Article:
22 hospitalized with carbon monoxide poisoning after attending Utah LDS church


(NEW YORK) — At least 22 people were hospitalized after suffering carbon monoxide poisoning at a Church of Jesus Christ of Latter-day Saints building in Utah on New Year’s Eve, officials said.

The Sevier County Sherriff’s Office (SCSO) said it received two medical calls from the building in Monroe East, about 170 miles south of Salt Lake City. The first was about a 4-year-old girl having breathing problems. She had been sick earlier in the week, so it was believed she was having further symptoms of that illness, SCSO said in a Monday press release.

EMS services, however, were called back to the same building after an adult man reported feeling unwell. At the time, the man believed he was suffering from low blood sugar levels, officials said.

When another family reported headaches after arriving home from church, the Monroe City Fire Department was called to check the building for potential carbon monoxide poisoning.

Firefighters found high levels of carbon monoxide and the building was evacuated.

Some of the 22 individuals sought treatment at Sevier Hospital while others had to be transported to area hospitals.

“This required 10 ambulance transports to get everyone to a hospital that had a hyperbaric chamber that could treat the patients,” the SCSO said. “Sevier County EMS did not have enough ambulances or personnel for this many transports so other agencies were contacted for assistance. The last ambulance was back from the final transfer at 10:00 a.m. [Monday] morning. Some of the Ambulance crews made more than one trip.”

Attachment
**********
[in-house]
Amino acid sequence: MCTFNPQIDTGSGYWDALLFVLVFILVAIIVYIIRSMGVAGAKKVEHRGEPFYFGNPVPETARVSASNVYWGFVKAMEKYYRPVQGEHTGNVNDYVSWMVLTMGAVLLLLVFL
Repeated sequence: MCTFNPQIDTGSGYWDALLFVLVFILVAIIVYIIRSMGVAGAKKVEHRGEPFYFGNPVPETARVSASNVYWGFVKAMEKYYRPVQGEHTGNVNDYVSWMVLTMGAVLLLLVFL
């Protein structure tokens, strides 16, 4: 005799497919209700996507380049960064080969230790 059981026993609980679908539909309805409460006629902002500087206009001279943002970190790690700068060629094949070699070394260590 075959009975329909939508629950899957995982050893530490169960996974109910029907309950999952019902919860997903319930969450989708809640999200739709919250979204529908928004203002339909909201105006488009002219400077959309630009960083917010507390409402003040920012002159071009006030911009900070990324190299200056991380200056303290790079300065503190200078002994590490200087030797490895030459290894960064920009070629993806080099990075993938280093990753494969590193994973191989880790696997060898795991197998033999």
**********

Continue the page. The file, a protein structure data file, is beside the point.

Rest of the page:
The patients’ symptoms and their conditions are currently unclear. The SCSO did not immediately reply to ABC News’ request for comment.

The cause of the carbon monoxide poisoning is currently unknown, but church officials said they are investigating and working to resolve the problem, according to the sheriff’s office.

The Church of Jesus Christ of Latter-day Saints did not immediately reply to ABC News’ request for comment.

Carbon monoxide poisoning occurs when someone breathes a large amount of the gas, which replaces oxygen for carbon monoxide.

Carbon monoxide is particularly dangerous because it is odorless and tasteless and ingesting too much of it can lead to serious damage and death.

The most common symptoms of carbon monoxide poisoning are headache, weakness, dizziness, chest pain, nausea, vomiting and confusion, according to the Centers for Disease Control and Prevention.

Everyone is at risk of carbon monoxide poisoning, although elderly people and infants, as well as those with chronic heart disease, breathing problems or anemia, are more likely to get sick, the federal health agency said.

More than 400 people die due to carbon monoxide poisoning each year, according to the CDC.

To prevent poisoning, the CDC recommends installing a battery-operated or battery-backup carbon monoxide detector and replacing the batteries each spring and fall.

Additionally, it’s recommended to have heating systems and water heaters serviced every year and, if you have a chimney, make sure it’s checked or cleaned every year.

If you believe you’re experiencing the signs and symptoms of carbon monoxide poisoning, seek further medical evaluation.


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